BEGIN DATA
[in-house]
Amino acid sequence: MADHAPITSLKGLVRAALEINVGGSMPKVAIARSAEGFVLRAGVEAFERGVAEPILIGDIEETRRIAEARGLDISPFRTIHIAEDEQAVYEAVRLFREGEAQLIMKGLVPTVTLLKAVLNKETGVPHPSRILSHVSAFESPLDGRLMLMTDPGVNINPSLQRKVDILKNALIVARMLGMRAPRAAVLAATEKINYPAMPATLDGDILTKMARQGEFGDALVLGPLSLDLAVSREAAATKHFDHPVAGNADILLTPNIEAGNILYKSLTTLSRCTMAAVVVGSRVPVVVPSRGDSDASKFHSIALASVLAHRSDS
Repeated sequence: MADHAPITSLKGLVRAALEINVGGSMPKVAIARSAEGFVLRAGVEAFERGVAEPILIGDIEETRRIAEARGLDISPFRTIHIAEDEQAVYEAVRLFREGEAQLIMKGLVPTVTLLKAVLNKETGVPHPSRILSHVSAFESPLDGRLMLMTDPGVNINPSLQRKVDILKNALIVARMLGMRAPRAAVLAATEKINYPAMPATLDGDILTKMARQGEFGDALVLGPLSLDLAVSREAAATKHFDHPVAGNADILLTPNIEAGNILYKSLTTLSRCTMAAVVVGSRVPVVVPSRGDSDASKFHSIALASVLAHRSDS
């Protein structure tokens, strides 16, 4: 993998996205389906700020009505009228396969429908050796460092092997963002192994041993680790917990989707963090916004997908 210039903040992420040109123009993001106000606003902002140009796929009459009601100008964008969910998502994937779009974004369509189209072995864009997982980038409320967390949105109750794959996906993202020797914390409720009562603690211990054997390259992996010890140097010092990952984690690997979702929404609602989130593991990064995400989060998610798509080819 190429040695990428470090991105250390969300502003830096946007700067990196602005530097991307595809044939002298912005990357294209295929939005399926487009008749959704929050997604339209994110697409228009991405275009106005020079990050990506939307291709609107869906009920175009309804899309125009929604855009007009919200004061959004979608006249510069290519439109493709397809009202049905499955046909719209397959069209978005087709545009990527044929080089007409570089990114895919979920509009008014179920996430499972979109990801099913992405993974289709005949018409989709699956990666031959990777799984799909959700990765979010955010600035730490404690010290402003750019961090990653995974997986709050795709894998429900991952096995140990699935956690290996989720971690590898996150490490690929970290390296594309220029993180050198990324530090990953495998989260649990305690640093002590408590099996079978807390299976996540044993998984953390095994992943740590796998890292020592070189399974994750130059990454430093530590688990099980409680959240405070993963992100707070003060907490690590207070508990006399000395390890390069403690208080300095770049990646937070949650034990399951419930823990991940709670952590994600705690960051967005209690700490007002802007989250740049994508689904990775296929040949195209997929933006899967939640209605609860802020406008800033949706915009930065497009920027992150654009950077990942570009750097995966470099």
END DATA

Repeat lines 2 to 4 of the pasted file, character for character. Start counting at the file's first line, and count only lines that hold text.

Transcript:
Amino acid sequence: MADHAPITSLKGLVRAALEINVGGSMPKVAIARSAEGFVLRAGVEAFERGVAEPILIGDIEETRRIAEARGLDISPFRTIHIAEDEQAVYEAVRLFREGEAQLIMKGLVPTVTLLKAVLNKETGVPHPSRILSHVSAFESPLDGRLMLMTDPGVNINPSLQRKVDILKNALIVARMLGMRAPRAAVLAATEKINYPAMPATLDGDILTKMARQGEFGDALVLGPLSLDLAVSREAAATKHFDHPVAGNADILLTPNIEAGNILYKSLTTLSRCTMAAVVVGSRVPVVVPSRGDSDASKFHSIALASVLAHRSDS
Repeated sequence: MADHAPITSLKGLVRAALEINVGGSMPKVAIARSAEGFVLRAGVEAFERGVAEPILIGDIEETRRIAEARGLDISPFRTIHIAEDEQAVYEAVRLFREGEAQLIMKGLVPTVTLLKAVLNKETGVPHPSRILSHVSAFESPLDGRLMLMTDPGVNINPSLQRKVDILKNALIVARMLGMRAPRAAVLAATEKINYPAMPATLDGDILTKMARQGEFGDALVLGPLSLDLAVSREAAATKHFDHPVAGNADILLTPNIEAGNILYKSLTTLSRCTMAAVVVGSRVPVVVPSRGDSDASKFHSIALASVLAHRSDS
């Protein structure tokens, strides 16, 4: 993998996205389906700020009505009228396969429908050796460092092997963002192994041993680790917990989707963090916004997908 210039903040992420040109123009993001106000606003902002140009796929009459009601100008964008969910998502994937779009974004369509189209072995864009997982980038409320967390949105109750794959996906993202020797914390409720009562603690211990054997390259992996010890140097010092990952984690690997979702929404609602989130593991990064995400989060998610798509080819 190429040695990428470090991105250390969300502003830096946007700067990196602005530097991307595809044939002298912005990357294209295929939005399926487009008749959704929050997604339209994110697409228009991405275009106005020079990050990506939307291709609107869906009920175009309804899309125009929604855009007009919200004061959004979608006249510069290519439109493709397809009202049905499955046909719209397959069209978005087709545009990527044929080089007409570089990114895919979920509009008014179920996430499972979109990801099913992405993974289709005949018409989709699956990666031959990777799984799909959700990765979010955010600035730490404690010290402003750019961090990653995974997986709050795709894998429900991952096995140990699935956690290996989720971690590898996150490490690929970290390296594309220029993180050198990324530090990953495998989260649990305690640093002590408590099996079978807390299976996540044993998984953390095994992943740590796998890292020592070189399974994750130059990454430093530590688990099980409680959240405070993963992100707070003060907490690590207070508990006399000395390890390069403690208080300095770049990646937070949650034990399951419930823990991940709670952590994600705690960051967005209690700490007002802007989250740049994508689904990775296929040949195209997929933006899967939640209605609860802020406008800033949706915009930065497009920027992150654009950077990942570009750097995966470099």